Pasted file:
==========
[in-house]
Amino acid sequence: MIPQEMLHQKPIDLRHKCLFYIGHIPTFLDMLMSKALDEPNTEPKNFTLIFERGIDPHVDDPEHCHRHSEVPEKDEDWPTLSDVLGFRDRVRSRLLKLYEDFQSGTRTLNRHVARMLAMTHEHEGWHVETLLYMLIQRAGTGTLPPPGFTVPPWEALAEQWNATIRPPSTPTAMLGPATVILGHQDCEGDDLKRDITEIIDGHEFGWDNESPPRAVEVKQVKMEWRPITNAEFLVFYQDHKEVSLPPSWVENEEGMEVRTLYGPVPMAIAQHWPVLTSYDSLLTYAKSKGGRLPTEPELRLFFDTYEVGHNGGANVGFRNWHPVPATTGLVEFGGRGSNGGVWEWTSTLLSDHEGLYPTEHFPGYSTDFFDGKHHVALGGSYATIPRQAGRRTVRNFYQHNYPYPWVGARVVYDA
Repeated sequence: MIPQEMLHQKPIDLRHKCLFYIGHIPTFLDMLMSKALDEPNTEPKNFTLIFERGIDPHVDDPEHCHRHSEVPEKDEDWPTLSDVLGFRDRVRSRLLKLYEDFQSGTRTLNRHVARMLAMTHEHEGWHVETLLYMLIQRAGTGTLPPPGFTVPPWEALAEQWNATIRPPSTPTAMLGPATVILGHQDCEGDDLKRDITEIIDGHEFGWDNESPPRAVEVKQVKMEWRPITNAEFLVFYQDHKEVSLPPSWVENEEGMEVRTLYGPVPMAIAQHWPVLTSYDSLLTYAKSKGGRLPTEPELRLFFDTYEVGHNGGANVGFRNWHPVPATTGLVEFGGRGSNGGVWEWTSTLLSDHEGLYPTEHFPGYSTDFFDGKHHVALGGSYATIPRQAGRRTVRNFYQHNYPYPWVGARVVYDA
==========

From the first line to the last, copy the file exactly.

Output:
[in-house]
Amino acid sequence: MIPQEMLHQKPIDLRHKCLFYIGHIPTFLDMLMSKALDEPNTEPKNFTLIFERGIDPHVDDPEHCHRHSEVPEKDEDWPTLSDVLGFRDRVRSRLLKLYEDFQSGTRTLNRHVARMLAMTHEHEGWHVETLLYMLIQRAGTGTLPPPGFTVPPWEALAEQWNATIRPPSTPTAMLGPATVILGHQDCEGDDLKRDITEIIDGHEFGWDNESPPRAVEVKQVKMEWRPITNAEFLVFYQDHKEVSLPPSWVENEEGMEVRTLYGPVPMAIAQHWPVLTSYDSLLTYAKSKGGRLPTEPELRLFFDTYEVGHNGGANVGFRNWHPVPATTGLVEFGGRGSNGGVWEWTSTLLSDHEGLYPTEHFPGYSTDFFDGKHHVALGGSYATIPRQAGRRTVRNFYQHNYPYPWVGARVVYDA
Repeated sequence: MIPQEMLHQKPIDLRHKCLFYIGHIPTFLDMLMSKALDEPNTEPKNFTLIFERGIDPHVDDPEHCHRHSEVPEKDEDWPTLSDVLGFRDRVRSRLLKLYEDFQSGTRTLNRHVARMLAMTHEHEGWHVETLLYMLIQRAGTGTLPPPGFTVPPWEALAEQWNATIRPPSTPTAMLGPATVILGHQDCEGDDLKRDITEIIDGHEFGWDNESPPRAVEVKQVKMEWRPITNAEFLVFYQDHKEVSLPPSWVENEEGMEVRTLYGPVPMAIAQHWPVLTSYDSLLTYAKSKGGRLPTEPELRLFFDTYEVGHNGGANVGFRNWHPVPATTGLVEFGGRGSNGGVWEWTSTLLSDHEGLYPTEHFPGYSTDFFDGKHHVALGGSYATIPRQAGRRTVRNFYQHNYPYPWVGARVVYDA